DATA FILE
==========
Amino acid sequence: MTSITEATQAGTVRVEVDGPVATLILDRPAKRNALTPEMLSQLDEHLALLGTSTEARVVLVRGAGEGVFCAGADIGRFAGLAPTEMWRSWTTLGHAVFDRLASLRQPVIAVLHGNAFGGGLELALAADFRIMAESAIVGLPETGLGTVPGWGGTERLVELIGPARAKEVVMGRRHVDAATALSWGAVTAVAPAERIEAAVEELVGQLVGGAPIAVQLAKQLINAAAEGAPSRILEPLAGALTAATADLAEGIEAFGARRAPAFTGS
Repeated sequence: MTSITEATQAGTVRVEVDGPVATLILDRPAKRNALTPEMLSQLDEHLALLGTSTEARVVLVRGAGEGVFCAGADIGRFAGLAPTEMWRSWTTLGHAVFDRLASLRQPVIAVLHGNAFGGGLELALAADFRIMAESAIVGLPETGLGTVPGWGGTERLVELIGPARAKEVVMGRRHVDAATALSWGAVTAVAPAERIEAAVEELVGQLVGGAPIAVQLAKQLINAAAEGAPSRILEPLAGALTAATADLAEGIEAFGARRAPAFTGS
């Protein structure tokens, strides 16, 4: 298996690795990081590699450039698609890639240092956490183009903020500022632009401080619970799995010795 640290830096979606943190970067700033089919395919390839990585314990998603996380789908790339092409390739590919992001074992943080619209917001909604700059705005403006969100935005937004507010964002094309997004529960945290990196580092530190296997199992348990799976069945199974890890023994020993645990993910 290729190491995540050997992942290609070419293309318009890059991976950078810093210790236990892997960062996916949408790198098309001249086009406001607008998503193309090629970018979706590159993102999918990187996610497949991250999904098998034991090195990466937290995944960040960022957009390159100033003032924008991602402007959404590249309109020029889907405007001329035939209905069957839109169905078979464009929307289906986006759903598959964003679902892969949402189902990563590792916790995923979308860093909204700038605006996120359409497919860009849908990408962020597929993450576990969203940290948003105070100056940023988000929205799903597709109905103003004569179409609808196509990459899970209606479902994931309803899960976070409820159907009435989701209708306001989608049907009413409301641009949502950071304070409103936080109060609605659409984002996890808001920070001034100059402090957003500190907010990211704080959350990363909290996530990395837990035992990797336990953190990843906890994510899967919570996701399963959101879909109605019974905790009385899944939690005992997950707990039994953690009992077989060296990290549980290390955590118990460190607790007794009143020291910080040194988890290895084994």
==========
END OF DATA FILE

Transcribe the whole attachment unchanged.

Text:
Amino acid sequence: MTSITEATQAGTVRVEVDGPVATLILDRPAKRNALTPEMLSQLDEHLALLGTSTEARVVLVRGAGEGVFCAGADIGRFAGLAPTEMWRSWTTLGHAVFDRLASLRQPVIAVLHGNAFGGGLELALAADFRIMAESAIVGLPETGLGTVPGWGGTERLVELIGPARAKEVVMGRRHVDAATALSWGAVTAVAPAERIEAAVEELVGQLVGGAPIAVQLAKQLINAAAEGAPSRILEPLAGALTAATADLAEGIEAFGARRAPAFTGS
Repeated sequence: MTSITEATQAGTVRVEVDGPVATLILDRPAKRNALTPEMLSQLDEHLALLGTSTEARVVLVRGAGEGVFCAGADIGRFAGLAPTEMWRSWTTLGHAVFDRLASLRQPVIAVLHGNAFGGGLELALAADFRIMAESAIVGLPETGLGTVPGWGGTERLVELIGPARAKEVVMGRRHVDAATALSWGAVTAVAPAERIEAAVEELVGQLVGGAPIAVQLAKQLINAAAEGAPSRILEPLAGALTAATADLAEGIEAFGARRAPAFTGS
């Protein structure tokens, strides 16, 4: 298996690795990081590699450039698609890639240092956490183009903020500022632009401080619970799995010795 640290830096979606943190970067700033089919395919390839990585314990998603996380789908790339092409390739590919992001074992943080619209917001909604700059705005403006969100935005937004507010964002094309997004529960945290990196580092530190296997199992348990799976069945199974890890023994020993645990993910 290729190491995540050997992942290609070419293309318009890059991976950078810093210790236990892997960062996916949408790198098309001249086009406001607008998503193309090629970018979706590159993102999918990187996610497949991250999904098998034991090195990466937290995944960040960022957009390159100033003032924008991602402007959404590249309109020029889907405007001329035939209905069957839109169905078979464009929307289906986006759903598959964003679902892969949402189902990563590792916790995923979308860093909204700038605006996120359409497919860009849908990408962020597929993450576990969203940290948003105070100056940023988000929205799903597709109905103003004569179409609808196509990459899970209606479902994931309803899960976070409820159907009435989701209708306001989608049907009413409301641009949502950071304070409103936080109060609605659409984002996890808001920070001034100059402090957003500190907010990211704080959350990363909290996530990395837990035992990797336990953190990843906890994510899967919570996701399963959101879909109605019974905790009385899944939690005992997950707990039994953690009992077989060296990290549980290390955590118990460190607790007794009143020291910080040194988890290895084994």